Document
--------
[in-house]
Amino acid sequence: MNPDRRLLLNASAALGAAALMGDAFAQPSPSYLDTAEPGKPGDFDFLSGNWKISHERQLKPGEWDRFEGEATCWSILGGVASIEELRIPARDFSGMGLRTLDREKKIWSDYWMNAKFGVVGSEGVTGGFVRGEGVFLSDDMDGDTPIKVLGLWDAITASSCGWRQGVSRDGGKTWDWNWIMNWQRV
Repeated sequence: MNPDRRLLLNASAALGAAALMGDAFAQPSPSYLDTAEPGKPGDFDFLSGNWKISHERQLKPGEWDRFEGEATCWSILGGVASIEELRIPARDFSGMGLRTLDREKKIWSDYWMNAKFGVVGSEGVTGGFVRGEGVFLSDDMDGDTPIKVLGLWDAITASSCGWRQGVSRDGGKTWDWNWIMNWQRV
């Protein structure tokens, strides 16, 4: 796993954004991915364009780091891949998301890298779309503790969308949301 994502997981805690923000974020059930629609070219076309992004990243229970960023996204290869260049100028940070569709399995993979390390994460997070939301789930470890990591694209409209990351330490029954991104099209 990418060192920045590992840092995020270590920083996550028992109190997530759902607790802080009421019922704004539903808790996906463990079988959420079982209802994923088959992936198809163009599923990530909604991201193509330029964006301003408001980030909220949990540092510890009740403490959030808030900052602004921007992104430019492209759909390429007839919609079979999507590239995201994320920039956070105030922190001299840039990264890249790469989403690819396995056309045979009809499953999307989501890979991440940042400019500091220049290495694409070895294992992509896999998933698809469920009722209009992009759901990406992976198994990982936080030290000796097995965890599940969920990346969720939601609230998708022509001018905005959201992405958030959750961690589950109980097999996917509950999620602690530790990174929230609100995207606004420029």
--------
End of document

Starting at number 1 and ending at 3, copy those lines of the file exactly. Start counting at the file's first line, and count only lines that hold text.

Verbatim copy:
[in-house]
Amino acid sequence: MNPDRRLLLNASAALGAAALMGDAFAQPSPSYLDTAEPGKPGDFDFLSGNWKISHERQLKPGEWDRFEGEATCWSILGGVASIEELRIPARDFSGMGLRTLDREKKIWSDYWMNAKFGVVGSEGVTGGFVRGEGVFLSDDMDGDTPIKVLGLWDAITASSCGWRQGVSRDGGKTWDWNWIMNWQRV
Repeated sequence: MNPDRRLLLNASAALGAAALMGDAFAQPSPSYLDTAEPGKPGDFDFLSGNWKISHERQLKPGEWDRFEGEATCWSILGGVASIEELRIPARDFSGMGLRTLDREKKIWSDYWMNAKFGVVGSEGVTGGFVRGEGVFLSDDMDGDTPIKVLGLWDAITASSCGWRQGVSRDGGKTWDWNWIMNWQRV